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Implicit and explicit false belief development in preschool children

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Grosse Wiesmann,  Charlotte
Department Neuropsychology, MPI for Human Cognitive and Brain Sciences, Max Planck Society;
Berlin School of Mind and Brain, Humboldt University Berlin, Germany;

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Friederici,  Angela D.
Department Neuropsychology, MPI for Human Cognitive and Brain Sciences, Max Planck Society;

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Singer,  Tania
Department Social Neuroscience, MPI for Human Cognitive and Brain Sciences, Max Planck Society;

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Steinbeis,  Nikolaus
Department Social Neuroscience, MPI for Human Cognitive and Brain Sciences, Max Planck Society;
Department of Developmental and Educational Psychology, Institute of Psychology, Leiden University, the Netherlands;

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Citation

Grosse Wiesmann, C., Friederici, A. D., Singer, T., & Steinbeis, N. (2017). Implicit and explicit false belief development in preschool children. Developmental Science, 20(5): e12445. doi:10.1111/desc.12445.


Cite as: http://hdl.handle.net/11858/00-001M-0000-002A-1A21-F
Abstract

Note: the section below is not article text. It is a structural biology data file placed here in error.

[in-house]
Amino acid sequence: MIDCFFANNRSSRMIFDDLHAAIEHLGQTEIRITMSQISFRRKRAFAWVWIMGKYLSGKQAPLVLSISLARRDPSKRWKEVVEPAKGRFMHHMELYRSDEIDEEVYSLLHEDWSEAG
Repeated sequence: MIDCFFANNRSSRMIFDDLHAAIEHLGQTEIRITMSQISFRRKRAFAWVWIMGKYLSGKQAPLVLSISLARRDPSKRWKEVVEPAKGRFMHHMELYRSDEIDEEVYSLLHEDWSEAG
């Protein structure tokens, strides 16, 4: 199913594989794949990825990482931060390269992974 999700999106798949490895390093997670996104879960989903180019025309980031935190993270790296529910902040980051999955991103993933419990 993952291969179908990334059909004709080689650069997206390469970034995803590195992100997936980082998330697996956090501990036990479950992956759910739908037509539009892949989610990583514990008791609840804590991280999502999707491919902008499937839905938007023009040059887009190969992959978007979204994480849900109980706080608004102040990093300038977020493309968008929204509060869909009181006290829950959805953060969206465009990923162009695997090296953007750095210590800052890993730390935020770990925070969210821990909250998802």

The ability to represent the mental states of other agents is referred to as Theory of Mind (ToM). A developmental breakthrough in ToM consists of understanding that others can have false beliefs about the world. Recently, infants younger than 2 years of age have been shown to pass novel implicit false belief tasks. However, the processes underlying these tasks and their relation to later-developing explicit false belief understanding, as well as to other cognitive abilities, are not yet understood. Here, we study a battery of implicit and explicit false belief tasks in 3- and 4-year-old children, relating their performance to linguistic abilities and executive functions. The present data show a significant developmental change from failing explicit false belief tasks at 3 years of age to passing them at the age of 4, while both age groups pass implicit false belief tasks. This differential developmental trajectory is reflected by the finding that explicit and implicit false belief tasks do not correlate. Further, we demonstrate that explicit false belief tasks correlate with syntactic and executive functions, whereas implicit false belief tasks do not. The study thus indicates that the processes underlying implicit false belief tasks are different from later-developing explicit false belief understanding. Moreover, our results speak for a critical role of syntactic and executive functions for passing standard explicit false belief tasks in contrast to implicit tasks.